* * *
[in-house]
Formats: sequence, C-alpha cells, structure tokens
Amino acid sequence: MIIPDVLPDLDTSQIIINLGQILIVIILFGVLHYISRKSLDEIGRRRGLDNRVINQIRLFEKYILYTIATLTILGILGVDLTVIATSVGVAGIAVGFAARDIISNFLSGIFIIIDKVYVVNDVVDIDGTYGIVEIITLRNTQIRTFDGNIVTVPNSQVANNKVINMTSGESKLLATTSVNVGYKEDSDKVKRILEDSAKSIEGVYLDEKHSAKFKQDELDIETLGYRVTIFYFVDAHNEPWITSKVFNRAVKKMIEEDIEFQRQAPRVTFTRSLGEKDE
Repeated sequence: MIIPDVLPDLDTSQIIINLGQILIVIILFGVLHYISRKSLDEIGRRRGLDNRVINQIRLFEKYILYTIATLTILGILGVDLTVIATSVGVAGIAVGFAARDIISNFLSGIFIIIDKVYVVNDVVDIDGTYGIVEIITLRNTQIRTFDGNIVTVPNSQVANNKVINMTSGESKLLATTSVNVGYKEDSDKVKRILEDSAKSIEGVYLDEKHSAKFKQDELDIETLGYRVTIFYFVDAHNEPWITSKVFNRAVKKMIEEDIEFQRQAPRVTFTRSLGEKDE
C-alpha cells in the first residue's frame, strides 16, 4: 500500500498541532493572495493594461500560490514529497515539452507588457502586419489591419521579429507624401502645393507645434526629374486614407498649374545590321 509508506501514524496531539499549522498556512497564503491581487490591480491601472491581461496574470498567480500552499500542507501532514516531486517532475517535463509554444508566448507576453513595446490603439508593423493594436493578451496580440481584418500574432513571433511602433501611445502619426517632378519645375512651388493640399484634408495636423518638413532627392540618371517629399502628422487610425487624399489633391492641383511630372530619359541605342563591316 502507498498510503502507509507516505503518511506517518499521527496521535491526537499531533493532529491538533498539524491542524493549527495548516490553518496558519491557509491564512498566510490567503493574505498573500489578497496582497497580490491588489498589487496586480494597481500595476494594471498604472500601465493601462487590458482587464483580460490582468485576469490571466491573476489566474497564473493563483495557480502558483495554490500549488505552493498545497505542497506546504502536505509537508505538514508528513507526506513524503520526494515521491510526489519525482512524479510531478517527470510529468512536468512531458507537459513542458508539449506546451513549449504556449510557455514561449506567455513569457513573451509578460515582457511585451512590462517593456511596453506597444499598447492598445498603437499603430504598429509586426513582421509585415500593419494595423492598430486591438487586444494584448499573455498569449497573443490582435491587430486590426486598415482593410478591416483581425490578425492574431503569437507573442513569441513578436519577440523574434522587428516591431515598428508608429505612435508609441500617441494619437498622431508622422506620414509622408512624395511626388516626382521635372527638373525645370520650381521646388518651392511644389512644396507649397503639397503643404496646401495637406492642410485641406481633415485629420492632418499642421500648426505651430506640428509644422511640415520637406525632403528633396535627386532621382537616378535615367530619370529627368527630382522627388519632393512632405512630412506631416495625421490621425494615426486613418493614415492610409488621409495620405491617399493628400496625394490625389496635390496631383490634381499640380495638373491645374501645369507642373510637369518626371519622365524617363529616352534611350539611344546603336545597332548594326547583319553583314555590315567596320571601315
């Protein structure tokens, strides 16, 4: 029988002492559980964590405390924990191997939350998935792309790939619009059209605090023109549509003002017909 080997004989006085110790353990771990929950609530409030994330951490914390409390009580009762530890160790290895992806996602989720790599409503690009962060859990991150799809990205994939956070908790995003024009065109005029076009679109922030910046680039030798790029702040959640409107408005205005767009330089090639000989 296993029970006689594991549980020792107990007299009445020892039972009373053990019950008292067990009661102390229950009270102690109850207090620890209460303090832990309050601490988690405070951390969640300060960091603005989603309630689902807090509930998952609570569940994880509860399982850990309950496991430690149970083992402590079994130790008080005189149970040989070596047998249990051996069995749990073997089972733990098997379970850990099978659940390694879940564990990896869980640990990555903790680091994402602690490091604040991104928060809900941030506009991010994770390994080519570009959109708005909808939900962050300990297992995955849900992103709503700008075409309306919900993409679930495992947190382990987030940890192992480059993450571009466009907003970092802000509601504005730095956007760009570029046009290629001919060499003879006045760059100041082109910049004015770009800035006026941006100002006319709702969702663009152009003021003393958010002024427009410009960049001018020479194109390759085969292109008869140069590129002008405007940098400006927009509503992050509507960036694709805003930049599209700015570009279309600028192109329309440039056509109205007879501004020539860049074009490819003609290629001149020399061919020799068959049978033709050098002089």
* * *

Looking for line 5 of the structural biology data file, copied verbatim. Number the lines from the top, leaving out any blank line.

C-alpha cells in the first residue's frame, strides 16, 4: 500500500498541532493572495493594461500560490514529497515539452507588457502586419489591419521579429507624401502645393507645434526629374486614407498649374545590321 509508506501514524496531539499549522498556512497564503491581487490591480491601472491581461496574470498567480500552499500542507501532514516531486517532475517535463509554444508566448507576453513595446490603439508593423493594436493578451496580440481584418500574432513571433511602433501611445502619426517632378519645375512651388493640399484634408495636423518638413532627392540618371517629399502628422487610425487624399489633391492641383511630372530619359541605342563591316 502507498498510503502507509507516505503518511506517518499521527496521535491526537499531533493532529491538533498539524491542524493549527495548516490553518496558519491557509491564512498566510490567503493574505498573500489578497496582497497580490491588489498589487496586480494597481500595476494594471498604472500601465493601462487590458482587464483580460490582468485576469490571466491573476489566474497564473493563483495557480502558483495554490500549488505552493498545497505542497506546504502536505509537508505538514508528513507526506513524503520526494515521491510526489519525482512524479510531478517527470510529468512536468512531458507537459513542458508539449506546451513549449504556449510557455514561449506567455513569457513573451509578460515582457511585451512590462517593456511596453506597444499598447492598445498603437499603430504598429509586426513582421509585415500593419494595423492598430486591438487586444494584448499573455498569449497573443490582435491587430486590426486598415482593410478591416483581425490578425492574431503569437507573442513569441513578436519577440523574434522587428516591431515598428508608429505612435508609441500617441494619437498622431508622422506620414509622408512624395511626388516626382521635372527638373525645370520650381521646388518651392511644389512644396507649397503639397503643404496646401495637406492642410485641406481633415485629420492632418499642421500648426505651430506640428509644422511640415520637406525632403528633396535627386532621382537616378535615367530619370529627368527630382522627388519632393512632405512630412506631416495625421490621425494615426486613418493614415492610409488621409495620405491617399493628400496625394490625389496635390496631383490634381499640380495638373491645374501645369507642373510637369518626371519622365524617363529616352534611350539611344546603336545597332548594326547583319553583314555590315567596320571601315